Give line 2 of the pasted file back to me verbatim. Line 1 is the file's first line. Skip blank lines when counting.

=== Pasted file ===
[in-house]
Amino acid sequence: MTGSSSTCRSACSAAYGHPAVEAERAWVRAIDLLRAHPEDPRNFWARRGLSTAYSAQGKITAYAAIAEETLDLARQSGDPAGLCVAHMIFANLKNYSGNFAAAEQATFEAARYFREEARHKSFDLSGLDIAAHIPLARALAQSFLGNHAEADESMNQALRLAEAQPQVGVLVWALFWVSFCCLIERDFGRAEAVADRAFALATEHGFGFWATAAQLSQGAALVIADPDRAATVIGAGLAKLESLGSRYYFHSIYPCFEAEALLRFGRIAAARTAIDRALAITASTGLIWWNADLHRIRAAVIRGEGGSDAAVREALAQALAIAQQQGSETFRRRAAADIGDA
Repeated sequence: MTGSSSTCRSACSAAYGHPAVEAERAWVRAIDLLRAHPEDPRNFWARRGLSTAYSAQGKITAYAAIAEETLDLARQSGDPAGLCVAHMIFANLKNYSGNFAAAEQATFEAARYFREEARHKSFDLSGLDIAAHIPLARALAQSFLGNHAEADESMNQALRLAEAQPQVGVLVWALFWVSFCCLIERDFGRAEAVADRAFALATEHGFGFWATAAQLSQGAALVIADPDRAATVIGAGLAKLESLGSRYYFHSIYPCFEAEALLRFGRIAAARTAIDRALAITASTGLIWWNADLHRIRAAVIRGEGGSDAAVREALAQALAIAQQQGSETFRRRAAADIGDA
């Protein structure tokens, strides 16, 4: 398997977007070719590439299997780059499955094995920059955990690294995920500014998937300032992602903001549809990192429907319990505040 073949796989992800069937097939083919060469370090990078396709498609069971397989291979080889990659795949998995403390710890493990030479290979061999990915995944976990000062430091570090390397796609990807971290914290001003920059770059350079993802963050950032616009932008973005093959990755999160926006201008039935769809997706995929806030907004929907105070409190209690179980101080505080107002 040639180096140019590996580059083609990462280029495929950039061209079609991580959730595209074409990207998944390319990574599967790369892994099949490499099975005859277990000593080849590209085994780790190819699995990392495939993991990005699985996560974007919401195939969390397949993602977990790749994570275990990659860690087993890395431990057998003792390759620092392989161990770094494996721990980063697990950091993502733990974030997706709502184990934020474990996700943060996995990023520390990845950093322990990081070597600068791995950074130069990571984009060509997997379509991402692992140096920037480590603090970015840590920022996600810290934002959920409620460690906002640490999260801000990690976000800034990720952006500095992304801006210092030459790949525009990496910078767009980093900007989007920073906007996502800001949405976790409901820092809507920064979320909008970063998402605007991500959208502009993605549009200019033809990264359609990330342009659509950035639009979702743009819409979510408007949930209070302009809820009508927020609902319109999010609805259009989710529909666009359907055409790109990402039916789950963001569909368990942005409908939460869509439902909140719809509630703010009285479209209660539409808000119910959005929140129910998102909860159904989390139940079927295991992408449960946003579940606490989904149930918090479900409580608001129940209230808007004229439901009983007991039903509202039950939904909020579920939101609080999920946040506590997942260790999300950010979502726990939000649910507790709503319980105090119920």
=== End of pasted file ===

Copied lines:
Amino acid sequence: MTGSSSTCRSACSAAYGHPAVEAERAWVRAIDLLRAHPEDPRNFWARRGLSTAYSAQGKITAYAAIAEETLDLARQSGDPAGLCVAHMIFANLKNYSGNFAAAEQATFEAARYFREEARHKSFDLSGLDIAAHIPLARALAQSFLGNHAEADESMNQALRLAEAQPQVGVLVWALFWVSFCCLIERDFGRAEAVADRAFALATEHGFGFWATAAQLSQGAALVIADPDRAATVIGAGLAKLESLGSRYYFHSIYPCFEAEALLRFGRIAAARTAIDRALAITASTGLIWWNADLHRIRAAVIRGEGGSDAAVREALAQALAIAQQQGSETFRRRAAADIGDA